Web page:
Maybe Governor Ortom himself could not enlist on the mission to the Villa because of the huge challenges at home and the emerging realities in the Middle Belt generally. He also had been previously quoted as ascribing the status of a messiah to Buhari. And so, what are we saying in effect? Ortom cannot be completely exonerated by merely playing victim and making self-affliction look like injustice. In the matter at hand and indeed in all matters, Ortom has been left alone to bear the full weight of the arising consequences.

For instance, while the army would readily enter the animal kingdom to create some simulation around the python and crocodile to deal decisively, or more appropriately, deliver death on peaceful and genuine agitators in the Southeast and South-south, the embarrassingly ill-equipped police have been left to contain the ravaging Fulani herdsmen, ranked as the fourth most dangerous terror group in the world. The Federal Government has not even come to terms with that ranking.

Among the Urhobo, it is said it is only when the race is mild that the old woman makes effort to protect the breast from flapping noisily. She let go when the race gets intensified. Ortom has not learnt a lesson or apprise himself of the ugly signs of the time. He is still burdened by the timidity and inferiority complex that is so manifest in the Middle Belt’s quest for respectable self-identity. I shall take up this fully in the weeks ahead.

Ortom’s attempt to be correct when he should be courageous is despicable, to say the least. Seventy-three of his people were killed in one night by marauders that the central government has done nothing to contain. He bought coffins and prepared them for mass burial. The whole world saw the solemn mood and sympathized and empathized with him.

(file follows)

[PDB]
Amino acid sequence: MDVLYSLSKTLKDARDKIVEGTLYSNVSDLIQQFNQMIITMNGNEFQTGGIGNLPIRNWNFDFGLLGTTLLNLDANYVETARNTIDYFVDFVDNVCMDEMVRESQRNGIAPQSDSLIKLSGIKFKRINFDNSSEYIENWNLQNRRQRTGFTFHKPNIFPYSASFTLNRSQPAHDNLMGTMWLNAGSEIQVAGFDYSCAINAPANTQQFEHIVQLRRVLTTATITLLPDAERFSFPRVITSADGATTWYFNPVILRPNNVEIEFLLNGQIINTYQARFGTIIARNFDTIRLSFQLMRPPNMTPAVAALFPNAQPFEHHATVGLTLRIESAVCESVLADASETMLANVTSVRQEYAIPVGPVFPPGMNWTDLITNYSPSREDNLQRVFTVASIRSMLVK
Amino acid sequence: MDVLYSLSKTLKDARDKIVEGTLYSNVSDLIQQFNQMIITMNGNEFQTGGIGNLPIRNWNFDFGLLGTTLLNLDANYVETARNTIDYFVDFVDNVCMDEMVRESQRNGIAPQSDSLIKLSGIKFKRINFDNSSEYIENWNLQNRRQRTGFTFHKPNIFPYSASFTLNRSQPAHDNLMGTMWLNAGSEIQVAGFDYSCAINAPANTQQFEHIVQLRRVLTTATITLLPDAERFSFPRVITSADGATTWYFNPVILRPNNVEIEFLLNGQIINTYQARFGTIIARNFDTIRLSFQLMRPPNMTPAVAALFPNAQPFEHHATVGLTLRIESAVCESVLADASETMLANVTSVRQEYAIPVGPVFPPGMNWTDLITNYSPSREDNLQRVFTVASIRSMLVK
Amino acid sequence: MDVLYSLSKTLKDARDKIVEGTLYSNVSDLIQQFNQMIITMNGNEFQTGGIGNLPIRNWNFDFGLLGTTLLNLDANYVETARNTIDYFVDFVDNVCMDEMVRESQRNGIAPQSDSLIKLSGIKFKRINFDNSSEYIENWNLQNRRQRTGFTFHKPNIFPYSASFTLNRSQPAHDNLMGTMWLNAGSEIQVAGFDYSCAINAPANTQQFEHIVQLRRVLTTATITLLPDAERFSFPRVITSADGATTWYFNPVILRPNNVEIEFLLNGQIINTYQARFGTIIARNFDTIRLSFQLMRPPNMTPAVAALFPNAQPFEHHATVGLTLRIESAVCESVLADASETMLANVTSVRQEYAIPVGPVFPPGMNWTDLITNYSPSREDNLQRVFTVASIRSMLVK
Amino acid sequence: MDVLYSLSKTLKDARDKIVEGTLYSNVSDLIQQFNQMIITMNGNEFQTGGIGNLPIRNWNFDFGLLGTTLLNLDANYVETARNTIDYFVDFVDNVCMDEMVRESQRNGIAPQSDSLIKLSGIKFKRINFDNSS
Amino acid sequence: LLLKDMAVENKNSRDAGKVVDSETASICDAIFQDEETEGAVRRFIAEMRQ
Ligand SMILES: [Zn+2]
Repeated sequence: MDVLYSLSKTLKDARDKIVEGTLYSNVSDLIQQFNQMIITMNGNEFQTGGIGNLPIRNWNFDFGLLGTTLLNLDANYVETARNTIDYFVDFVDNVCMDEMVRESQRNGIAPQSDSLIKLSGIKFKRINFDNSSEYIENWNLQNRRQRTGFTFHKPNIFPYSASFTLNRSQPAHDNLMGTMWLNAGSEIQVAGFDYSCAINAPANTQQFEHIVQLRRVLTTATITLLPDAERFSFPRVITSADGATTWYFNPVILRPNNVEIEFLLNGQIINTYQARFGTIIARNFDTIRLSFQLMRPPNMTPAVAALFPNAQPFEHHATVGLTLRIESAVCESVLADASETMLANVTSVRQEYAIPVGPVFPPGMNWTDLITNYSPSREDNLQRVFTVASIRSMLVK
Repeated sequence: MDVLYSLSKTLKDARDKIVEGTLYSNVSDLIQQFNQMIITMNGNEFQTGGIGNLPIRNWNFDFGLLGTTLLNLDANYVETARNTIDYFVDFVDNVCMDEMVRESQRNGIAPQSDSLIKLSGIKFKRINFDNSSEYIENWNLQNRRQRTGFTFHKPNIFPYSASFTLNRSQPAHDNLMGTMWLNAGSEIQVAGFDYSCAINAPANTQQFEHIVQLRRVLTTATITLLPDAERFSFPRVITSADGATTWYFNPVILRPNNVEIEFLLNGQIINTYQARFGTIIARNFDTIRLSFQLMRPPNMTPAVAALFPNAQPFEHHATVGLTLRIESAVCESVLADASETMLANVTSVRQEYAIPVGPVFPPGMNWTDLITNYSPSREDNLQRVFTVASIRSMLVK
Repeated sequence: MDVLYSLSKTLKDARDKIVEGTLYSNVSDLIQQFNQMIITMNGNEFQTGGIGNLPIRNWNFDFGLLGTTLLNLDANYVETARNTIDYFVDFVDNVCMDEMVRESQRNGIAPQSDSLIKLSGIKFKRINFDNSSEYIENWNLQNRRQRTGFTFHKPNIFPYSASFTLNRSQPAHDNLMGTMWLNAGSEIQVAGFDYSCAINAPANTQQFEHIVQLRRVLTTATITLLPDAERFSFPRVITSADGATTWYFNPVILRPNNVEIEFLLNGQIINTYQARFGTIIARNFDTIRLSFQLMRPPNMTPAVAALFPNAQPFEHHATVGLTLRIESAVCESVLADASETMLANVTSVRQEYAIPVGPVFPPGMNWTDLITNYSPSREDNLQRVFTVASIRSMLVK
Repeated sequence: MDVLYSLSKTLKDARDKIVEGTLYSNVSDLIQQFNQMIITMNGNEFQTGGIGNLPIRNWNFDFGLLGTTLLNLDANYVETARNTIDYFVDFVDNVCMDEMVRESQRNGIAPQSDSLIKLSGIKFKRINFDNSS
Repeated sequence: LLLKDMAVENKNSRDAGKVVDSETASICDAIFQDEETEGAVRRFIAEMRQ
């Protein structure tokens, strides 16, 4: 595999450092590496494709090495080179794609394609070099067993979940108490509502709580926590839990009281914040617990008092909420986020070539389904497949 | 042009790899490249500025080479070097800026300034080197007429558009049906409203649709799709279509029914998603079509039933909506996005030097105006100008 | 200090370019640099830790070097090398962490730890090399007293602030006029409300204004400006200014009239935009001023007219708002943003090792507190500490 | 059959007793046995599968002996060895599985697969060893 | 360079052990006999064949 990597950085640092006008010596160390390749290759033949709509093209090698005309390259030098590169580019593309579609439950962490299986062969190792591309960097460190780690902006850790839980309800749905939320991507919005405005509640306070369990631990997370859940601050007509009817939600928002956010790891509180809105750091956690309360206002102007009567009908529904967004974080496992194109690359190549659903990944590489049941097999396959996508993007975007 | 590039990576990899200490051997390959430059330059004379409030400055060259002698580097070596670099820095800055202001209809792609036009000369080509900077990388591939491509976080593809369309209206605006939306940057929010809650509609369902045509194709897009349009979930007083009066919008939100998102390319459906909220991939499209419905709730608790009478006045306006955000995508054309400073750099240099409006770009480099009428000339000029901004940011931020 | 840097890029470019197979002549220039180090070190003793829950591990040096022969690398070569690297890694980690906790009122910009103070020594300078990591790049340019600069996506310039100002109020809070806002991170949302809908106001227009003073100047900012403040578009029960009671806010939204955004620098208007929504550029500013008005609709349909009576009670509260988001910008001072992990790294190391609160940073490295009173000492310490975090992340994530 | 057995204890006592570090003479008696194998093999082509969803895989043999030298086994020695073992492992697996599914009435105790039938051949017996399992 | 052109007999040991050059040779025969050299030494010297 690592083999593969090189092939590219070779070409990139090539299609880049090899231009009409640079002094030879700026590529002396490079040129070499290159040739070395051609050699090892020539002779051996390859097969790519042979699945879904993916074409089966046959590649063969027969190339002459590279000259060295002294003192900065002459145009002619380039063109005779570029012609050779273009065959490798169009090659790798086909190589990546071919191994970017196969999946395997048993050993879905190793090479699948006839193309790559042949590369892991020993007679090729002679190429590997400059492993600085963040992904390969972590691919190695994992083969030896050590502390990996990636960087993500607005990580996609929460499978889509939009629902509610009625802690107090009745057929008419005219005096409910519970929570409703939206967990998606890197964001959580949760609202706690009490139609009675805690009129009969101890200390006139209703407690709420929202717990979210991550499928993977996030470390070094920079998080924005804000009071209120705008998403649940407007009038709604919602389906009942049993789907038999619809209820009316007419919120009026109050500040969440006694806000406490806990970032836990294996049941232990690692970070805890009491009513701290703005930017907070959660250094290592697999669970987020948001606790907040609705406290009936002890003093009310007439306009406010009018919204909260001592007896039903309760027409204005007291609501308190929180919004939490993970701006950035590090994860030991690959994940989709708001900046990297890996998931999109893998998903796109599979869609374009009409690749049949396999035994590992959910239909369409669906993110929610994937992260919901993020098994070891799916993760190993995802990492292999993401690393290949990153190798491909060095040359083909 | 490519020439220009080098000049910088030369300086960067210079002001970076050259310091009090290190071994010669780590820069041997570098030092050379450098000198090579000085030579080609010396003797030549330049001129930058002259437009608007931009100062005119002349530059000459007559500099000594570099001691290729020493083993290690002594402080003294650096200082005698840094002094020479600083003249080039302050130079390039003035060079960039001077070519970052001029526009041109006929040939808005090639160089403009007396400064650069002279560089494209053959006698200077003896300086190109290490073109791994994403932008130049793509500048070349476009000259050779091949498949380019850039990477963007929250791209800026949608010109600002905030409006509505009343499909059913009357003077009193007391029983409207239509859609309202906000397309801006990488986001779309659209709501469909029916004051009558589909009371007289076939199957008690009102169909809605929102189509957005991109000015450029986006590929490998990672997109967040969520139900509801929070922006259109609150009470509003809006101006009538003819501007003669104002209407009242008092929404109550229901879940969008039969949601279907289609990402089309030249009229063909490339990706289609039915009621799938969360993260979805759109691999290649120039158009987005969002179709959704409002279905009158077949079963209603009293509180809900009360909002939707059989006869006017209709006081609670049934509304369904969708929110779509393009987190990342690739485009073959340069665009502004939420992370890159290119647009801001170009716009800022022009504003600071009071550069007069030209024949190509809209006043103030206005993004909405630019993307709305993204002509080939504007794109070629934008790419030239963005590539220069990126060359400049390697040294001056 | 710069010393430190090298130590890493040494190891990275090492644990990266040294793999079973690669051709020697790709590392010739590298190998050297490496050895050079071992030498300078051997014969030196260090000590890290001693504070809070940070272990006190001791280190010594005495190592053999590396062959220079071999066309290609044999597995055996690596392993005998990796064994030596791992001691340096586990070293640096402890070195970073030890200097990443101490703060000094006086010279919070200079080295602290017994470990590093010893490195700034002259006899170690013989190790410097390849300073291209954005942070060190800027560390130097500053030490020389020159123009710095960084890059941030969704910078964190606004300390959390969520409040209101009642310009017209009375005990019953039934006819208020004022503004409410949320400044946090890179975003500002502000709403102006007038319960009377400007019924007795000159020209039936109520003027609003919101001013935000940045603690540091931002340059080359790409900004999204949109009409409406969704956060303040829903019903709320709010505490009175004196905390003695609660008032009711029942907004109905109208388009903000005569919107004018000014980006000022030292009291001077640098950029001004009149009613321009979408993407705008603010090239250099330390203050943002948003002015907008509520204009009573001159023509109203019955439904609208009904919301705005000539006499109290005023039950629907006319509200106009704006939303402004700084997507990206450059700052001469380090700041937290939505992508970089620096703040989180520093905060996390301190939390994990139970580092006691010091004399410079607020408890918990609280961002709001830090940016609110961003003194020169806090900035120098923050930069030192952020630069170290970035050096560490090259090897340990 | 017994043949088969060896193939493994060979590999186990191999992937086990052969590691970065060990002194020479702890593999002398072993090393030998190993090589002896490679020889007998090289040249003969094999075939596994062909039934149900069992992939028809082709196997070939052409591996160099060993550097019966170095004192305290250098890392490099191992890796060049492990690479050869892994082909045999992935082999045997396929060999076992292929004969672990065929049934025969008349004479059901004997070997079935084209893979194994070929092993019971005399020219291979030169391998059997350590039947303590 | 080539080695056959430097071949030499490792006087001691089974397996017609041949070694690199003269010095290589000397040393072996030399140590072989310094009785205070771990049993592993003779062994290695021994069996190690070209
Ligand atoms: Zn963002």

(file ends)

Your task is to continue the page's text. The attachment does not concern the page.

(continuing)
But neither the President nor his deputy could visit Benue to say, even without any iota of sincerity, that “we are sorry and we stand with the people of Benue State in this their moment of great grief.”

Also, no ranking federal government official attended the burial. And then a day or so after the burial, Governor Ortom and other Benue leaders were summoned like school pupils to Aso Rock to receive lectures on how to co-exist peacefully with killer Fulani herdsmen and a proposal on grazing colonies that would allow herdsmen own colonies not only in Benue but all in states of the federation.

I am trying to know if the heavens would have fallen if Ortom and other Benue leaders had declined the invitation of the President. For me, these Benue leaders want to enjoy heaven without dying first. The making of omelet is a messy business that requires breaking of eggs. Ortom, like the old woman, is still protecting the breast from flapping even when the race has intensified beyond description. It is not the way to go. He should stop proclaiming his readiness to die for his people and just go ahead to manifest that readiness by discarding his timidity for leadership courage.

Soon and very soon, some of his own people will accuse him of shedding crocodile tears. The ready explanation is that he is afraid of declaration of state of emergency by the President in Benue State. Let me adapt William Shakespeare here. It seems to me most strange, that men, including Ortom should fear, knowing death, a necessary end, will come when it will come. What day will be good to die if a man is forbidden to die on weekends, working days and even public holidays?

In fact, I am tired of everything and if nothing changes before long, I shall stop worrying about Nigeria on behalf of President Buhari. I cannot be running high blood pressure for one old man who is feeling so cool in his cocoon. I want to follow the footsteps of my fathers and live to become the oldest man in my community.